How to Make an Editorial Illustration in One Day
The stressful yet rewarding process of drawing some owls for the New York Times
Happy June! The sun is out and the heat is officially back, along with some unforeseen air pollution to boot. I had finished a big book deadline on the 1st, so I believed that the following few weeks would be a nice chance to relax. BUT, I forgot I also do editorial illustration, and when an art director emails you with a cool project, you hop on it, even if the deadline is tomorrow. So, I thought it would fun for you, my lovely little sketchbugs, to see how I went about tackling this insane deadline and my thought process behind the final image.
It was around 2AM on a Tuesday and I was up catching up on video game I had saved to play post book deadline when Sam Whitney, an art director at the New York Times Opinion Section, emailed me with a cool story. The story was an essay excerpt from Jennifer Ackerman’s upcoming book What an Owl Knows: The New Science of the World’s Most Enigmatic Birds. The piece detailed the wondrous ways owls have mystified scientists and the public alike with their silent flight and their incredible camouflage. Ackerman also went into depth into how owl feathers allow for their silent flight and how humans have been inspired by the feather design when creating machines like turbines and the Shinkansen. You can see the full article and my illustration HERE
It was an exciting project but, the deadline was tomorrow, Tuesday at 5pm, with sketches being due that morning. It was technically already Tuesday morning so…..let’s just say I went into excited, but anxious mode real fast.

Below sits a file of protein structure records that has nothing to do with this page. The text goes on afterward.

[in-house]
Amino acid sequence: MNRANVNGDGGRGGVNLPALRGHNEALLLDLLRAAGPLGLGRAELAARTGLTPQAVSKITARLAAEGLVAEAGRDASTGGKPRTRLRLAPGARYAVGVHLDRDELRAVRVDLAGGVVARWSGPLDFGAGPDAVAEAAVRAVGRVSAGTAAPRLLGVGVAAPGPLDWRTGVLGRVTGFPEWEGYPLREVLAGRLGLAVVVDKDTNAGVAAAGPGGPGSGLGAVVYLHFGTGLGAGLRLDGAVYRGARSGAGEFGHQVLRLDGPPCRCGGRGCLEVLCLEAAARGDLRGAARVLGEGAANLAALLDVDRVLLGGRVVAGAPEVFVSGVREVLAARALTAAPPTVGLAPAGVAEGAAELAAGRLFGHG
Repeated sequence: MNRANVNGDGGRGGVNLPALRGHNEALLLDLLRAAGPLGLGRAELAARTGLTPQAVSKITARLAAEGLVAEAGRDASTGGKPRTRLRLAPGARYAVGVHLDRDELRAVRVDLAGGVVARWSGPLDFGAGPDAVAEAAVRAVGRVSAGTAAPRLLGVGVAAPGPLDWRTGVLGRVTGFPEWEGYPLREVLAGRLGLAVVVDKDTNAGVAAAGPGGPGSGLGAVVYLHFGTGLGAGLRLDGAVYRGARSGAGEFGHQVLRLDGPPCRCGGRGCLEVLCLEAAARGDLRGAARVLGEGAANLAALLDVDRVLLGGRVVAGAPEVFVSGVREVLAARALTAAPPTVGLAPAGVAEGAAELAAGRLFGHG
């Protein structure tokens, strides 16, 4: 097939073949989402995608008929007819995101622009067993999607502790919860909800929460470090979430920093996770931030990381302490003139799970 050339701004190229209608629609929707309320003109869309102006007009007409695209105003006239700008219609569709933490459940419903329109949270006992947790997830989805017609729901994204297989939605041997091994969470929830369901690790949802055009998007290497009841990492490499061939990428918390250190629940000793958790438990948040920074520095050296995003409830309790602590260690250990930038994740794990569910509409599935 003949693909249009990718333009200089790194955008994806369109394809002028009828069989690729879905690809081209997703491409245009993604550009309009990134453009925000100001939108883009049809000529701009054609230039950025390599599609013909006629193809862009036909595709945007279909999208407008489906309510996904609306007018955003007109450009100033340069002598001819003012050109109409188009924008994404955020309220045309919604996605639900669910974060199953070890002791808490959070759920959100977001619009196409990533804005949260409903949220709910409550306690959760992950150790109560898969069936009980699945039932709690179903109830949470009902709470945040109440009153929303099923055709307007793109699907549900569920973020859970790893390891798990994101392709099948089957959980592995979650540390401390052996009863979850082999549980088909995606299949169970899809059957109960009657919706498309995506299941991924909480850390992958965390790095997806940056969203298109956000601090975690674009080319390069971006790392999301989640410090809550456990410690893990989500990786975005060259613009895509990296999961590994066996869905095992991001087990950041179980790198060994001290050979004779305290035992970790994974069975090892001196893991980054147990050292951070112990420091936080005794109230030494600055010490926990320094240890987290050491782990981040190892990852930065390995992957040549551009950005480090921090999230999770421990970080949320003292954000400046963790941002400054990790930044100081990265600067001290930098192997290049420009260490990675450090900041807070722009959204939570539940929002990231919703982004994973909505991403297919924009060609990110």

The sketch phase is where I do the most thinking. It’s like solving a puzzle with limited clues (the clues being the article and the blurbs the art director might give). I normally note down the words, phrases or paragraphs that really stand out to me as the messages I want my illustration to include/ convey. I normally do these notes and the thumbnails that come from them on a scrap piece of paper I have around the studio. There’s something about physically jotting down notes that gets my ideas flowing at a fast pace. (Every artist does this phase differently so my way is not the only way)
While I am not a fan of quick turnarounds, this article had all the trappings for something visually fun and engaging. Not only are owls cool to draw, they are made up of circles and curves that can be easily fit into various other shapes and compositions. I could almost see the thumbnails drawings come to life in my head because of the wealth of facts and passion Ackerman put into this book excerpt. Also owls are just super cool and I’ve always loved them since I was a child.
Two aspects of the composition that kept resonating with me were the birdwatcher looking through their binoculars and the idea of owls camouflaging with their surroundings. With those ideas brewing in the thumbnails, I went into Procreate to draw the sketches I would send to the art director. I ended up finishing these 4 sketches, sleeping for a bit, then sending them in at 8AM.
Editorial Fun Fact: Do not send in sketches that you do not want to draw. I had other ideas I could have drawn out but they did not spark joy. When you send in sketches that you hate, you might risk the art director picking those over the ones you want
Now the fun part about editorial is when you wait for the art director to get back to you. Normally, this is a pretty chill waiting period that can last a few hours to a few days depending on how many editors they have to consult. Since this deadline was literally at 5pm the same day, that chill time turned into recharge time, so I made breakfast/ lunch and charged my iPad for the upcoming relay race of inking, coloring and editing.
At around 12PM my art director came back to me with sketch 3. I was ecstatic, not only because I liked sketch 3 but also because it was the sketch that allowed me to use an amazing digital tool; THE SYMMETRY TOOL. This tool allowed me to work twice as fast because I only needed to draw one side of the canvas and the other side would autofill with the same mirrored image. I immediately went on to filling in the line art of the sketch, adding certain details here and there; specifically sorting out what owls would go where and the figuring out how to include the turbines and the trains.